Interpreting your Financial Statements – Statement of Cash Flows

Running a small business in Canada is no easy feat.  It requires dedication, strategic planning and a keen eye for financial management.  We’ve discussed the purpose and benefits of having and analyzing a Balance Sheet and Income Statement, but there is one statement that isn’t as common, but is just as important, the Cash Flow Statement, or the Statement of Cash Flow.  This financial statement is one of the most all encompassing statements that a business can use to assess where their company has been earning and spending their money. 

The Statement of Cash Flow is a financial report that provides a detailed breakdown of the cash inflows and outflows of your business during a specific period.  It is typically categorized into three main sections:

  1. Operating Activities:  This section focuses on the cash generated or used in day-to-day operations, such as sales, purchases and expenses.
  2. Investing Activities:  This is where you will see if you made purchases or sold equipment, property or other investments.
  3. Financing Activities:  This section deals with the cash flow from borrowing or repaying loans, issuing or buying back shares of your company or other financing-related activities.

The key benefits of maintaining and creating a cash flow statement for your business:

  1. The Statement can give you a really good summary of whether your business brought in more cash than it spent in during a fiscal period.
    • Is your cash balance higher or lower at the end of the fiscal period?
  2. It will also breakdown for you as to how your business is generating its cash.
    • Is it all from operations?  Or was it supported from that additional line of credit or loan that your business took out during the year?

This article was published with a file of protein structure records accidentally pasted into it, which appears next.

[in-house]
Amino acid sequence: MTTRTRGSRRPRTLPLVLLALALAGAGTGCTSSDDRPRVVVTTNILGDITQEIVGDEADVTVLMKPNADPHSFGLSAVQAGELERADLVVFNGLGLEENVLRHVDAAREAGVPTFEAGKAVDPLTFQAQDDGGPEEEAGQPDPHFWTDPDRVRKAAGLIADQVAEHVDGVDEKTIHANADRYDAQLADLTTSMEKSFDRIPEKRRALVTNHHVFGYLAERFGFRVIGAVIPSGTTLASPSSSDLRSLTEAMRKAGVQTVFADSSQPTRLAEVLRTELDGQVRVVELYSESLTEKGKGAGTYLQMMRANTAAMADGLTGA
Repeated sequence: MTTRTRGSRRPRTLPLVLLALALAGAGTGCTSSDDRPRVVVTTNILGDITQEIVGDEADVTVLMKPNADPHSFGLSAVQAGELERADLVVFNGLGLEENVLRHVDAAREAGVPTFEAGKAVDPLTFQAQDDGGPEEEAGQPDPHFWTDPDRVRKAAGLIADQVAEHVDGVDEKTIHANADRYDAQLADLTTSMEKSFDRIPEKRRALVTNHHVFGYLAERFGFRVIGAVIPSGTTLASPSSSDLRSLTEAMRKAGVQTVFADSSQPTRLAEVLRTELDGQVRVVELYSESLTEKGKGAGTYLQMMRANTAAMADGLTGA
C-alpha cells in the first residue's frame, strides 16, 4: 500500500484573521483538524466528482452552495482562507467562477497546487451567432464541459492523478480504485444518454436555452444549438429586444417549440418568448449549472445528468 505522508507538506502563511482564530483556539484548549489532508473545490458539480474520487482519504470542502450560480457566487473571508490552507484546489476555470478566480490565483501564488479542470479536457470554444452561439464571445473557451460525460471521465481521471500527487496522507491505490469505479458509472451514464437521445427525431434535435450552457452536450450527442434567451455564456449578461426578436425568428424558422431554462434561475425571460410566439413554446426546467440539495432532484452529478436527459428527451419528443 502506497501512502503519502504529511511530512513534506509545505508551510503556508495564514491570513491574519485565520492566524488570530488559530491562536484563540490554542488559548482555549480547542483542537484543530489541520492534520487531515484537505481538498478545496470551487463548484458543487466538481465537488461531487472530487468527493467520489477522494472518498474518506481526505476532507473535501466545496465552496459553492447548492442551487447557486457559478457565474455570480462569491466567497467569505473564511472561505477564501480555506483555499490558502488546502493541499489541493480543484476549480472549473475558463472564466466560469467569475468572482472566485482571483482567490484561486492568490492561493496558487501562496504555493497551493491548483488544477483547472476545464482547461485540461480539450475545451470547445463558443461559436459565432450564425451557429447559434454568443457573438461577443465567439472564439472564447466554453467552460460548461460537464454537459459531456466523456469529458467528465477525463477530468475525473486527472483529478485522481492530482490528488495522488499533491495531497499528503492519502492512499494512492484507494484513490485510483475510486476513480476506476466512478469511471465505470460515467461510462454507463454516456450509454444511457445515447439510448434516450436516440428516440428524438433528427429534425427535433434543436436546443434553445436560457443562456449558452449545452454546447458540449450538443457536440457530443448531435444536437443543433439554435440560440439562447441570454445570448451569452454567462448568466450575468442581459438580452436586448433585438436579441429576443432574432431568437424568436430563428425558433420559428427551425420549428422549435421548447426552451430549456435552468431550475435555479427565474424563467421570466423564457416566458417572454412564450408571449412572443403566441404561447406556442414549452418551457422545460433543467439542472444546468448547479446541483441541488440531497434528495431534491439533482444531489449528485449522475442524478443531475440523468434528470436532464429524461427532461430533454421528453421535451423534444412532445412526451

• Are your operations generating sufficient cash to satisfy its debt obligations?
    • Is there positive cash being generated from your operations?
      • If it’s negative,
        • Is it because you have not collected on all of your outstanding Accounts Receivable?
        • Or have you had to increase your marketing expenses?
  3. It can also be used as a planning tool for the upcoming budget for future years.
    • If you have minimal purchases of capital equipment this year, will you need to purchase additional/newer equipment in future years?
    • If your cash from operations is negative or minimal,
      • Do you need to increase your budget on advertising? 
      • Do you need to layoff staff?
      • Or do you need to concentrate on collecting on your outstanding receivables?
    • Do the terms of your financing change in the coming years?
      • Will you need to seek out additional funds for your business? 
        • If so, can your business support the additional cash repayment terms that would be required of the company?

Overall, the Statement of Cash Flow is a very valuable tool that can empower you to manage your finances more effectively, make informed decisions, secure financing and pave the way for sustainable growth.